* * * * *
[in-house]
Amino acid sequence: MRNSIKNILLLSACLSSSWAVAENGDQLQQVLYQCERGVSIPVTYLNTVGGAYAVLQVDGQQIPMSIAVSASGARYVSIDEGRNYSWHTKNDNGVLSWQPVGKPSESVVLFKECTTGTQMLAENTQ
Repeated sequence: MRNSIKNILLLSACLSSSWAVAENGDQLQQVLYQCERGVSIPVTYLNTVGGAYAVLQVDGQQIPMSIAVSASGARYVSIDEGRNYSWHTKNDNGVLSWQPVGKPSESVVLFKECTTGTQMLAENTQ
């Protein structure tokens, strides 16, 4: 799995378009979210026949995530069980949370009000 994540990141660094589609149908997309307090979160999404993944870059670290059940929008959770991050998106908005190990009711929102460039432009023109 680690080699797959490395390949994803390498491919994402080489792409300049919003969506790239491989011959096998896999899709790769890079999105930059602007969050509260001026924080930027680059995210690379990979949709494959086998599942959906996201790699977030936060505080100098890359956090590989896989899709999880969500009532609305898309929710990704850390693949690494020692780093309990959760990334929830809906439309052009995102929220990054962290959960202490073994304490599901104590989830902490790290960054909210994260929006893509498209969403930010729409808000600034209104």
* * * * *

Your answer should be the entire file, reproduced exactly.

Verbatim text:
[in-house]
Amino acid sequence: MRNSIKNILLLSACLSSSWAVAENGDQLQQVLYQCERGVSIPVTYLNTVGGAYAVLQVDGQQIPMSIAVSASGARYVSIDEGRNYSWHTKNDNGVLSWQPVGKPSESVVLFKECTTGTQMLAENTQ
Repeated sequence: MRNSIKNILLLSACLSSSWAVAENGDQLQQVLYQCERGVSIPVTYLNTVGGAYAVLQVDGQQIPMSIAVSASGARYVSIDEGRNYSWHTKNDNGVLSWQPVGKPSESVVLFKECTTGTQMLAENTQ
């Protein structure tokens, strides 16, 4: 799995378009979210026949995530069980949370009000 994540990141660094589609149908997309307090979160999404993944870059670290059940929008959770991050998106908005190990009711929102460039432009023109 680690080699797959490395390949994803390498491919994402080489792409300049919003969506790239491989011959096998896999899709790769890079999105930059602007969050509260001026924080930027680059995210690379990979949709494959086998599942959906996201790699977030936060505080100098890359956090590989896989899709999880969500009532609305898309929710990704850390693949690494020692780093309990959760990334929830809906439309052009995102929220990054962290959960202490073994304490599901104590989830902490790290960054909210994260929006893509498209969403930010729409808000600034209104």